Polk County Day History
2003: Discover the Jewels and Treasures of Polk County
2004: Celebrate Polk
2005: The Pieces of Polk – People, Places and Partnerships
2006: Cancelled due to unexpected Legislature Recess
2007: Passport to Polk
2009 & 2010: Polk County is...
2011: Polk Proud 150
Since its inception in 2003, Polk County Legislative Day in Tallahassee has continued to grow in popularity, attendance and stature.
In 2003, Discover the Jewels and Treasures of Polk County was a beautifully orchestrated event that featured catering by the Texas Cattle Company and entertainment by local student musicians from Harrison School of the Arts. The very casual (laid back) welcome event was held at the TECO house a few miles from the Capitol. The next morning, legislators were served Florida's Natural orange juice and Publix donuts as they entered the Capitol from the parking garages – reminding them it was Polk County Day at the Capitol. In the courtyard that cold and blustery day (can you say wind chill factor of 21 degrees?) Never Fade Bluegrass band and Darrell Gunn provided entertainment while guests enjoyed a hot dog lunch.
The main event (reception) was held on the 22nd floor of the Capitol where panoramic views of the City of Tallahassee, Florida State University, the Supreme Court and Florida A & M University are spectacular! We definitely elevated the stereotypical perception of Polk County when guests got off the elevators and were greeted by the sounds of a full string orchestra in a magical setting – complete with great food, gracious hosts and celebrity attendees! This inaugural event set the stage (and the bar) for those to come.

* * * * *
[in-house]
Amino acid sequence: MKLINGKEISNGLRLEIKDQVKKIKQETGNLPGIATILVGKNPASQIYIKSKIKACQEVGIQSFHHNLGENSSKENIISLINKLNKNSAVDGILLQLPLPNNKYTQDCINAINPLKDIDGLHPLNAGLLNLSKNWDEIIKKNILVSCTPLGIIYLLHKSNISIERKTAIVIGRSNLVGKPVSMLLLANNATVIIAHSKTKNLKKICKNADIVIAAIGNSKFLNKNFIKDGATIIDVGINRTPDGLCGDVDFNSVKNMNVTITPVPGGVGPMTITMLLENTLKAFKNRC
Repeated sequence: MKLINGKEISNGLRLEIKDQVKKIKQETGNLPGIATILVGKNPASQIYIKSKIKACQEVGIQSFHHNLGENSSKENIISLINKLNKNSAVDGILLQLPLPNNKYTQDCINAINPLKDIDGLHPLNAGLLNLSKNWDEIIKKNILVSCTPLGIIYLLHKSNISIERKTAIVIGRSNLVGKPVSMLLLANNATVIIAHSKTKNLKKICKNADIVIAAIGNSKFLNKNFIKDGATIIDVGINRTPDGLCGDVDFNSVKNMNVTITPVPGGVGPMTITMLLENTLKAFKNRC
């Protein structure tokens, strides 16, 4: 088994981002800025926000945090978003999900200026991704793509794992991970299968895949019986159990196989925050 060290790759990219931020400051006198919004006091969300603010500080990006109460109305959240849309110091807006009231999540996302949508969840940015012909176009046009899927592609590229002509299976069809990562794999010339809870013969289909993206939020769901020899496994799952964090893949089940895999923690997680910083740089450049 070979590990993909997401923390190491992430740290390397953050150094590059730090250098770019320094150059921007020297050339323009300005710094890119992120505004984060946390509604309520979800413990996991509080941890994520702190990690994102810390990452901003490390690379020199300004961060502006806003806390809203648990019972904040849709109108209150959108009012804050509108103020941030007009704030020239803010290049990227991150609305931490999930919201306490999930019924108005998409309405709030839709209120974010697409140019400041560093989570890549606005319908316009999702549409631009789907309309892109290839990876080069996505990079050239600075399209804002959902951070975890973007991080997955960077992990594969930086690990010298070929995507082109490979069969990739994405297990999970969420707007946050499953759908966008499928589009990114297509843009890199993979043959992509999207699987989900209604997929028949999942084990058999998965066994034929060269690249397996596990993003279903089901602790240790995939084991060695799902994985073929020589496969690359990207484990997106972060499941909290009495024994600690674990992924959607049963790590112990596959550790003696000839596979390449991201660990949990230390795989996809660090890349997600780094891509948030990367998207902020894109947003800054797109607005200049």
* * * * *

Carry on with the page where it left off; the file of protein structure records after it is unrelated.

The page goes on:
The 2004 (award-winning) event, Celebrate Polk, saw a number of additions to the overall experience. We moved to a multi-event format, and we also moved the TECO welcome reception to the prestigious Governor's club. Additionally, we offered an unsponsored dining opportunity (immediately following TECO's reception) at Marie Livingston's Steakhouse. The next day, we also upgraded the breakfast for arriving legislators (bagged breakfast sandwich, fruit and juice – prepared by local Polk Caterer Chef Teri Lobb) and added a catered luncheon in the Capitol courtyard. The main event was, once again, on the 22nd floor of the Capitol, and once again, guests enjoyed Texas Cattle Company cuisine and talented Polk County youth entertainers. Rochelle School of the Arts joined us that year. We saw legislative and hometown attendance increase as the event began to take on a life of its own.
In 2005 (another award-winner!) we focused on the Pieces of Polk – People, Places and Partnerships. It seemed that Polk County Legislative Day was now "all grown up" and very well established. Fundraising results far exceeded previous years as more and more Polk businesses wanted to get involved. Word of mouth was a great generator of this generous response as folks came back and told others how fabulous it was!
We stuck with the incomparable Governor's Club for the TECO welcome reception and moved the optional (unsponsored) dinner to a larger facility – a private dining room at the famed "Silver Slipper" restaurant – a place where walls are lined with photos of current and former stars in the political arena including elected officials from legislators to governors to presidents along with key lobbyists and entertainment stars (celebrities). The Slipper is a true Tallahassee landmark. Then gubernatorial hopeful, Charlie Crist, joined us for some fun and fellowship. In fact, we saw at least three of the governor's cabinet join in the festivities in 2005. Again the next day…
We enjoyed a catered lunch in the courtyard with incredible entertainment by the Davenport School of the Arts Panamaniacs (steel drum band)! The evening event topped all others with bright splashy colors and a focus on the fabric of the community – People, Places and Partnerships! Legislative attendance soared to new heights. And just when we were feeling pretty good about ourselves and our events……along came
And, with it, the demise of receptions as we knew them in Tallahassee. No longer could state level elected officials or their staff accept food, beverage or gifts from any lobbyist or any organization that had a lobbyist. That meant most of our sponsors and Polk county government itself! So, what to do? We had a couple of options: